The UK should intensify its EO doctoral training activities for EO to establish long-term routes for capacity building in this sector and grow new generations of EO scientists, engineers and entrepreneurs. Long-term routes are essential to increase diversity, notably the representation of BAME and low-income communities in STEM disciplines. 


Existing Centres for Doctoral Training like the NERC Centre for Satellite Data in Environmental Science (SENSE; https://eo-cdt.org) should be extended beyond their initial four-year duration to take maximum benefits of the training, processes and governance structures put in place. The remit of Centres for Doctoral Training (CDTs) like SENSE would nevertheless be reviewed at regular intervals to ensure it continues to address the evolving needs of the UKSA strategy for EO and the EO sector as a whole.



There is urgent need to consolidate and simplify Earth Observation research funding structures, to see them managed under a single independent organisation like the UK Space Agency. UKSA would need to be equipped with the technical knowledge, means and authority to coordinate research activities nationally across all sectors. Such consolidation would bridge the current gap between EO technology innovation and climate science, provide greater national coherence and strategic direction and improved representation of UK interests and capabilities on the international stage.


The UK is at the forefront of satellite EO technologies and should also ensure it is at the forefront of exploiting satellite data through creation of information products and that use of EO information is integrated into decision making at all levels thereby ensuring that the UK gains full benefit of the entire value chain of EO information from satellite sensors through to decision support. It is noted that satellite derived observations of the ocean need to be complemented by in situ (in water) observations in the surface ocean (calibrate and validate satellite data) and in the subsurface (which cannot be measured by satellites).  Hence a more holistic strategy should acknowledge the non-space-based Earth Observing necessary to realise the benefit of the full value chain of information.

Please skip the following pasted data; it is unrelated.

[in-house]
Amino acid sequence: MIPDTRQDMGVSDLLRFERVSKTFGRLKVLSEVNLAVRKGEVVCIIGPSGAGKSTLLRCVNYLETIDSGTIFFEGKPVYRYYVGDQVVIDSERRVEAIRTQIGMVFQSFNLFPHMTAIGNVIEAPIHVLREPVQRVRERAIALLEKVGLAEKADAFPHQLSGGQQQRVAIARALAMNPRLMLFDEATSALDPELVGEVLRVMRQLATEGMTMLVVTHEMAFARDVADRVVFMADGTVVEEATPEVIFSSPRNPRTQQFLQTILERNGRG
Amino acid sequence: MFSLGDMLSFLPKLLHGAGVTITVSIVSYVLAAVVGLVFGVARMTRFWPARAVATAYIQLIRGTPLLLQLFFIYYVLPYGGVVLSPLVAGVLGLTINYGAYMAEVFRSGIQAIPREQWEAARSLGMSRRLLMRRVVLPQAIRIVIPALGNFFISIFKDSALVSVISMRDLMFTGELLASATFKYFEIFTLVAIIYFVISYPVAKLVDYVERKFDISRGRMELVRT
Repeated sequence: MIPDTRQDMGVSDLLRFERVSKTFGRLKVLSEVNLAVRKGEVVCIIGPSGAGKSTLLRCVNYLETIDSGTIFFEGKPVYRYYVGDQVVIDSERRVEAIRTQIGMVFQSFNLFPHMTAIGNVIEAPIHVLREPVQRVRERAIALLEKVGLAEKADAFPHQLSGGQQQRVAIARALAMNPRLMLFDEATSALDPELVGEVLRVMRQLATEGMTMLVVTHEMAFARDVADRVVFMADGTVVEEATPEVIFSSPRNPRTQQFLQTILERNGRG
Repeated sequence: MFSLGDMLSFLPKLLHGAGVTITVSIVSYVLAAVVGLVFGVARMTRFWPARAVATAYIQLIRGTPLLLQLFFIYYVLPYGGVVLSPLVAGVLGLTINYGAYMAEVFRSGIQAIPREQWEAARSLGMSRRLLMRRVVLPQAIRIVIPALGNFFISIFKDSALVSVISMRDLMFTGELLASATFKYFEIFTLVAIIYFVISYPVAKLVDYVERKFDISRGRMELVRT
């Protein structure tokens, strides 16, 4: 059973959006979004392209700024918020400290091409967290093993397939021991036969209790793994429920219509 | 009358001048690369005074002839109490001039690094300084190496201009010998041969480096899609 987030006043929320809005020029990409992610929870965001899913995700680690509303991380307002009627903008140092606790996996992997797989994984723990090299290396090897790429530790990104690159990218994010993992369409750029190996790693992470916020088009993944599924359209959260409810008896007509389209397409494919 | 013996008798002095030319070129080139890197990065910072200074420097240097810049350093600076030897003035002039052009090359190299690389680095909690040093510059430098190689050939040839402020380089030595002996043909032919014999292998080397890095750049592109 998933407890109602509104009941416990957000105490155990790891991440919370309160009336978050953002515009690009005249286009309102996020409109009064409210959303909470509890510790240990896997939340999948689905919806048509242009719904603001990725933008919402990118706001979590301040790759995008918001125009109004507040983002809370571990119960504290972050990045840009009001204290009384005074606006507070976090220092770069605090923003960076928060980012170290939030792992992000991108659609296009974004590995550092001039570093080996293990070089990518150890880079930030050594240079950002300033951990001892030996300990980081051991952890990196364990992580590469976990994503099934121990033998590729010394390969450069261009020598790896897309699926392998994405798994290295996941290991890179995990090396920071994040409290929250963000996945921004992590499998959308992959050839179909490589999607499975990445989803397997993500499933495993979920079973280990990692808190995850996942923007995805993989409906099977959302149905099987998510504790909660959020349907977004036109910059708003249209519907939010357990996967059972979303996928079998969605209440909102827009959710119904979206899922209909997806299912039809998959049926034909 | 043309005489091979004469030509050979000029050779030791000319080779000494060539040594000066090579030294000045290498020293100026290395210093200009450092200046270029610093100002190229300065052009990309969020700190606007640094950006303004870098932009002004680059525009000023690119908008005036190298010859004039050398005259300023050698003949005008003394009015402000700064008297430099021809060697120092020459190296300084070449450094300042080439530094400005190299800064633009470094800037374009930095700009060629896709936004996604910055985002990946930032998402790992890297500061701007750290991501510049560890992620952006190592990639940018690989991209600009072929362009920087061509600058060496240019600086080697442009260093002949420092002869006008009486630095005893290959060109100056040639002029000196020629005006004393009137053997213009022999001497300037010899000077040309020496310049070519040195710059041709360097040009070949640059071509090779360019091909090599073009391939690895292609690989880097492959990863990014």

1. What needs to be done to ensure the UK has appropriate, resilient and future-proofed space and satellite infrastructure for applications including: navigation systems; weather forecasting; earth observation including climate change; and communication (including broadband).


The UK should strengthen and expand its engagement and participation in international organisations like ESA, EUMETSAT, Copernicus and Galileo to benefit from the pooling of investments across nations, and ensure the UK has access to world-leading technical capability in navigation, operational weather satellites and earth observation satellites, at minimal financial risk for the public purse.



(June 2021)